Closed on July 17, 2000
In today's complex and fast-paced business world, companies large and small have turned increasingly to company-owned, chartered, or leased aircraft to fly their personnel around the country or overseas. Business aviation offers a higher degree of flexibility and efficiency than commercial carriers can provide. In an arena where time indeed is money, business aviation can provide a competitive edge.
This exhibit outlined the history of business aviation, the types of aircraft and airports used in private business travel, and the contributions of business travel to the field of aviation.
A similar exhibit station on this topic is now available for viewing at the Steven F. Udvar-Hazy Center.
Fax machines, conference calls, cellular phones, e-mail: none has replaced the need to travel to conduct business. In today's complex and fast-paced business world, companies large and small have turned increasingly to company-owned, chartered, or leased aircraft to fly their personnel around the country or overseas.
Though not unique to the United States, business aviation is more widespread here than elsewhere. Company operations are often widely dispersed, and the size of the nation makes flying a practical way to get around.
Business aviation offers a higher degree of flexibility and efficiency than commercial carriers can provide. In an arena where time indeed is money, business aviation can provide a competitive edge.
Business on the Wing
Why do companies use corporate aircraft? The two most important benefits are time savings and flexibility. Using company aircraft, business travelers can fly directly to the airport closest to their destination and to several locations in a day, thus saving flight time and overall travel time. Time aloft is productive and private: passengers can work comfortably and hold meetings en route. Flight schedules are flexible and can be tailored to the traveler's needs. If a meeting is canceled or needs change, new flight plans can be prepared immediately, even in flight. Other benefits include reliability and safety of aircraft, market access, efficiency, security, and privacy. As a result, companies that use aircraft are more successful where it counts: their annual income or assets or sales.
The corporate Fleet
The needs of a business and what it can afford determine the kinds of aircraft it uses. Business aviation aircraft range from small, propeller-driven airplanes for shorter hops to fast, well-appointed "bizjets" that can fly internationally nonstop. They typically fly into smaller airports to avoid congested commercial hubs. They are flown by company pilots, contract pilots, sometimes by the company owners themselves.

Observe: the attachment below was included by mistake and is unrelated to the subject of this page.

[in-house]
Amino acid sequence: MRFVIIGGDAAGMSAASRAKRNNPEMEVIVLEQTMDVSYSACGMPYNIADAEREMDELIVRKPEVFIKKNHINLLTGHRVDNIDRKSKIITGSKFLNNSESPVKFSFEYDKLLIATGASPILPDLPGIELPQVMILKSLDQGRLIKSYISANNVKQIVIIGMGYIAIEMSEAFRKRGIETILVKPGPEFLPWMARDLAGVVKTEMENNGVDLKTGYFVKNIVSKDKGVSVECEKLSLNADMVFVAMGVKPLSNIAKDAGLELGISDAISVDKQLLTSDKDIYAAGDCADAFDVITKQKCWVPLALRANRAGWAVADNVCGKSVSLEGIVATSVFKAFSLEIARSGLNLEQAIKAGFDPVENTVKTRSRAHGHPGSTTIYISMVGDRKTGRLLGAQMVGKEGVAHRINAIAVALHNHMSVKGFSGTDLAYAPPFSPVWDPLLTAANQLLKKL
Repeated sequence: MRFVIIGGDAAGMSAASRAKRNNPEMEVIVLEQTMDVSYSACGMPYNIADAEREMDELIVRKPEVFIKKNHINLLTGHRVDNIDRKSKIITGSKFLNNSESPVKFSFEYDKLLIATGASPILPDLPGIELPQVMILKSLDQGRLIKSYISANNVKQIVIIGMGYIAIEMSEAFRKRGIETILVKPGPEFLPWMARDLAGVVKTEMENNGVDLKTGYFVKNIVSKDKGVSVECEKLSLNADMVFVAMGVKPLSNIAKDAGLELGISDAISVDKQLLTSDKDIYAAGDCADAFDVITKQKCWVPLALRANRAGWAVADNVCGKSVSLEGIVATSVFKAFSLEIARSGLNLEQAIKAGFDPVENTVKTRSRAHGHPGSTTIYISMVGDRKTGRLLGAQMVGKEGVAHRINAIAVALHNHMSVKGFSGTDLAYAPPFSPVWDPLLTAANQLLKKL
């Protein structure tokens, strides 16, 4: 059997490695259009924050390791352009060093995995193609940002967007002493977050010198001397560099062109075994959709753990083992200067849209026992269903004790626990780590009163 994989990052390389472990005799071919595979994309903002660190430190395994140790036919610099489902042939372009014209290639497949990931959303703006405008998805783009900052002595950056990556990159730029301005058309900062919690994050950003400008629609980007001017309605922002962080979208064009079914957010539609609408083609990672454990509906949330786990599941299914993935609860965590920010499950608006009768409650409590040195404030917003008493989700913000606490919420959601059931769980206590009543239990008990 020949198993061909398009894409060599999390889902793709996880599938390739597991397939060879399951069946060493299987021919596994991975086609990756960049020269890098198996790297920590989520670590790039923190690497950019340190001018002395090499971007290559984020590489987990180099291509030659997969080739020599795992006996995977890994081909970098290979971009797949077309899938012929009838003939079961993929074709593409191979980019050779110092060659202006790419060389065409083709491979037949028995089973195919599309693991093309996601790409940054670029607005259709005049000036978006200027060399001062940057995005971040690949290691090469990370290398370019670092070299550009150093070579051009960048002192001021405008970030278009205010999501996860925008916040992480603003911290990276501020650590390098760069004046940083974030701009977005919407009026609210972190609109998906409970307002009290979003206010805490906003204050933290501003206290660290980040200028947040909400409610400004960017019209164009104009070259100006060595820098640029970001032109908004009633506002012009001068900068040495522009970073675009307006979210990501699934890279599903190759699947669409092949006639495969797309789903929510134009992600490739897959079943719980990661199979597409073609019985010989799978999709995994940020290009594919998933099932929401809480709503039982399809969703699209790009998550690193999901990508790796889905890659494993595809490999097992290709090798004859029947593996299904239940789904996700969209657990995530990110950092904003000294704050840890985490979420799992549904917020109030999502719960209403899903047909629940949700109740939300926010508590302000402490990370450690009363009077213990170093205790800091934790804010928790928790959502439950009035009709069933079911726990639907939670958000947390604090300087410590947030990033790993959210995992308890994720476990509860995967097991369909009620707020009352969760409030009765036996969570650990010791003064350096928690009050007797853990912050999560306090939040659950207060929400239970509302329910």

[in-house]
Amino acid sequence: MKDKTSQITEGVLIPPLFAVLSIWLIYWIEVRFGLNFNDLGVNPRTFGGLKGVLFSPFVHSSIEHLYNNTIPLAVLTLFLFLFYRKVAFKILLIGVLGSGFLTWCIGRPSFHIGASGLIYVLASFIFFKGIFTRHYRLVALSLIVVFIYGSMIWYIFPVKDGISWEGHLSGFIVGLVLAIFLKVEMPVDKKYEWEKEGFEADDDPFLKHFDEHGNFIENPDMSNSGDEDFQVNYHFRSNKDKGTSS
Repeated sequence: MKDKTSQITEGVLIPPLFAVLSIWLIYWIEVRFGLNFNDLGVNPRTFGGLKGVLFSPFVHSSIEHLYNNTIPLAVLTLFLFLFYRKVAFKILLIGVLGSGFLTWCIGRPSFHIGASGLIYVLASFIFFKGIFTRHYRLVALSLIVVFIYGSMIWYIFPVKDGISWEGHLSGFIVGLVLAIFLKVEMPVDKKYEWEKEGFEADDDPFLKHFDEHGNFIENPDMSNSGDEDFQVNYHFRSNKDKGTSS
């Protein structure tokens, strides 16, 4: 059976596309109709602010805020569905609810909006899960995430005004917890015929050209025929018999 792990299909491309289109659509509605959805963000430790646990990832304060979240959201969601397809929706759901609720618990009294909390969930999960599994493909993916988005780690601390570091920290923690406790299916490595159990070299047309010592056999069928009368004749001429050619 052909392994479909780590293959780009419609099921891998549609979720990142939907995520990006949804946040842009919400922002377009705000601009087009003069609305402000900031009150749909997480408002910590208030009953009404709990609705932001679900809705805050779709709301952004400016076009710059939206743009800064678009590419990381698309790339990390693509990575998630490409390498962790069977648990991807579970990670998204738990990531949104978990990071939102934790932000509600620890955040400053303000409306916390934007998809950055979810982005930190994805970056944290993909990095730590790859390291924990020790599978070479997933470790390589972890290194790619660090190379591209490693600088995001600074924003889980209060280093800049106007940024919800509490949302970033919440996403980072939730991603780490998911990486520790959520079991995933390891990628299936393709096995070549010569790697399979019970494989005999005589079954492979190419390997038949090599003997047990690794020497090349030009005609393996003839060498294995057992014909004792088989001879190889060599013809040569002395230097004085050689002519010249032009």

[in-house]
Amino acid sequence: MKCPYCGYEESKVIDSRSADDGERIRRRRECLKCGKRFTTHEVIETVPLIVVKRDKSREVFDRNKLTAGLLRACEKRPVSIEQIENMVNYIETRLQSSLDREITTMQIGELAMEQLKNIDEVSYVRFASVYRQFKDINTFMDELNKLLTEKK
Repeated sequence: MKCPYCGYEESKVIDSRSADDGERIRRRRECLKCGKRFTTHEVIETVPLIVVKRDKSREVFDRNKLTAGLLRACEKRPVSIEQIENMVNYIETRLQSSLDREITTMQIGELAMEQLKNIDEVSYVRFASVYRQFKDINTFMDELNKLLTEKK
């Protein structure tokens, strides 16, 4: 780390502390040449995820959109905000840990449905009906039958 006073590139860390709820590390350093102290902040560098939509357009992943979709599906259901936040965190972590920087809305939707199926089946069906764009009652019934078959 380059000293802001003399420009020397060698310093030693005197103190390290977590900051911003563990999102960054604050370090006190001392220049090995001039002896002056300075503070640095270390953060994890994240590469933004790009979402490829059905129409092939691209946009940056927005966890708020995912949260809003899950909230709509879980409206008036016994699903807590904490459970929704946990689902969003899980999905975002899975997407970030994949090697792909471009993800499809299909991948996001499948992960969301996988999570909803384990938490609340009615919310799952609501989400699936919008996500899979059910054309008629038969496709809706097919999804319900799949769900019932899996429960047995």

Engines for Business Aircraft
Business aircraft pioneered the quieter and more fuel-efficient turbofan engines now used also on nearly all commercial aircraft. All new business jets meet the most stringent Federal Aviation Administration noise level category, and many older models are being retrofitted with newer engines.
The Cessna Citation
THE WORLD'S MOST POPULAR BUSINESS JET
Named for the famous thoroughbred racehorse, the Citation fanjet series was introduced in 1971 and proved to be an immediate success. The original Citation could carry seven passengers. Its modest range of 1,900 kilometers (1,200) miles and cruising speed of 560 kilometers (350 miles) per hour fit the profile of most domestic business flights. It was small enough to land on short runways and was easy to handle, quiet, economical, and affordable.
Cessna developed the Citation to fill the gap between turboprop aircraft and larger or more expensive business jets, such as the Falcon 20 and Gulfstream II. The series has remained a continuing success story. It has twice won the Collier Trophy, aviation's highest award: in 1985 for its "unparalleled passenger safety record," and in 1996 for the Citation X design team.
Beechcraft King Air
KING OF THE BUSINESS TURBOPROPS
Introduced in 1964, the Beechcraft King Air is the world's most popular turboprop business aircraft. Offering full cabin pressurization, air conditioning, soundproofing, and two Pratt & Whitney PT6 turboprop engines, the King Air combines longer range and higher altitude flight with moderate operating costs and noise levels. Like its successful predecessor, the Queen Air, the King Air has a slow landing speed that enables it to use small airports.
Successive models of the King Air have provided increased range and performance coupled with larger and more comfortable interiors. Though challenged by new light jets, the King Air continues to dominate the twin turboprop market, providing the most sophisticated turboprop business aircraft available.